A central tenet in the understanding of regional economic clusters is the idea that the closer two actors are to one another, the more likely they are to collaborate. This belief is based on decades of research done to examine knowledge spillovers and the effect of spatial proximity on tacit knowledge sharing. In a recent article, however, Jasjit Singh of INSEAD and Matt Marx of MIT differentiate the varying effects of crude distance on knowledge sharing compared to the effects of geopolitical borders. Despite the explosion of the Internet and advancement in communication, borders still matter.

Brookings: The Geography of U.S. Patenting Activity, Economic Growth

Invention is a driver of economic growth. That is the assertion of Brookings latest report on U.S. patenting and its effect on the country's economic prosperity entitled Patenting Prosperity: Invention and Economic Performance in the United States and its Metropolitan Areas. The U.S.'s innovative capacity and activity has increased steadily, but other nations are catching up and the U.S. must identify the implications of this fact to remain competitive. Authors Jonathan Rothwell, José Lobo, Deborah Strumsky, and Mark Muro compiled USPTO patent information from 1975 to 2012 detailing the quality of the patent, the metropolitan area of residence of the inventor, the industrial orientation of the patent and other relevant material. They found that high rates of patenting coincide with greater productivity, lower unemployment and the creation of publicly traded companies within U.S. Statistical Metropolitan Areas. The correlation is strong enough that the authors claim the effect of patents on growth is roughly equal to that of having a highly educated workforce.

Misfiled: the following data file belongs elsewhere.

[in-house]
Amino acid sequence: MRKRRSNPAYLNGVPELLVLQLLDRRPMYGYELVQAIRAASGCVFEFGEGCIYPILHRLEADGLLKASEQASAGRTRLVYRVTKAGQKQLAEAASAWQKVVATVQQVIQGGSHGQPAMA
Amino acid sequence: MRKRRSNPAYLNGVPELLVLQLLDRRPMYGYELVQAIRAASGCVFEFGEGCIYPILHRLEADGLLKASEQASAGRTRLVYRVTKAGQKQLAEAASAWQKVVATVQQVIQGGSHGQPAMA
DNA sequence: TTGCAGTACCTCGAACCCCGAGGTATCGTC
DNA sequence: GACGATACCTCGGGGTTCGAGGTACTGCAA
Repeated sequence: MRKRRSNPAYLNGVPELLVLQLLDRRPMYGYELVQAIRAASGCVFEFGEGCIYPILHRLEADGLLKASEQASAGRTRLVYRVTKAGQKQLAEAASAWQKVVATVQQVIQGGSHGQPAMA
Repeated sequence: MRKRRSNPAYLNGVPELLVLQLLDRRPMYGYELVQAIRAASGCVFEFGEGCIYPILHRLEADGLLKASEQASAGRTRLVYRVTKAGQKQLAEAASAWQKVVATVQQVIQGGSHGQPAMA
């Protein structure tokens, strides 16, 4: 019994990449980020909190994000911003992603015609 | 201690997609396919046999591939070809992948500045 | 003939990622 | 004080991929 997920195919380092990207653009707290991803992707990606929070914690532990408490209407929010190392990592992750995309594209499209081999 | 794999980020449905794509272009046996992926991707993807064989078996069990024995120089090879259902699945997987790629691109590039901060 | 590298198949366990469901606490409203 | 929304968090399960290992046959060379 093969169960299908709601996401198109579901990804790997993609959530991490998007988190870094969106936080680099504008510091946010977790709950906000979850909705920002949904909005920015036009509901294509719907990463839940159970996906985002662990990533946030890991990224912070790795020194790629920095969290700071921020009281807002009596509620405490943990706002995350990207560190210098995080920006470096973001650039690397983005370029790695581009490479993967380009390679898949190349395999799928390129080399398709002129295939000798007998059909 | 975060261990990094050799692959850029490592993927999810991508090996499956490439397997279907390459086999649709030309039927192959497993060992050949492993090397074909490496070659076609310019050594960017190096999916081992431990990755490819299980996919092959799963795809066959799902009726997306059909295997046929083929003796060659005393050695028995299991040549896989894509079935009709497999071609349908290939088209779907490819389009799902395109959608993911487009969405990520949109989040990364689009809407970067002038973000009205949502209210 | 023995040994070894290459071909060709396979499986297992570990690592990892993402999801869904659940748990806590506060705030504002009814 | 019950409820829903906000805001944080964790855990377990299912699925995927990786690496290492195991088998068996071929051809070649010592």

Research Studies Find Skilled Immigrants Spur Innovation in Academia, Industry

Two recent academic research articles found that innovation at institutions of higher education and domestic firms are significantly impacted by an increase in the immigration of skilled and qualified immigrants. An article from Stuen et al. found the quality of immigrant students was the determining factor in their contribution to the production of knowledge at academic science and engineering laboratories. In an unpublished article from Kerr et al., the authors examined the impact of skilled immigrants on the employment structures and innovation rates of U.S. firms. The authors of these articles also provide several recommendations to increase the number skilled immigrants that include making student quality the key criterion for receiving a visa, repealing 2001 legislation that limited the number of student visas and business taking a more active role in advocating for immigrations polices (e.g., H-1B visa reform) that attracted skilled workers to the United States.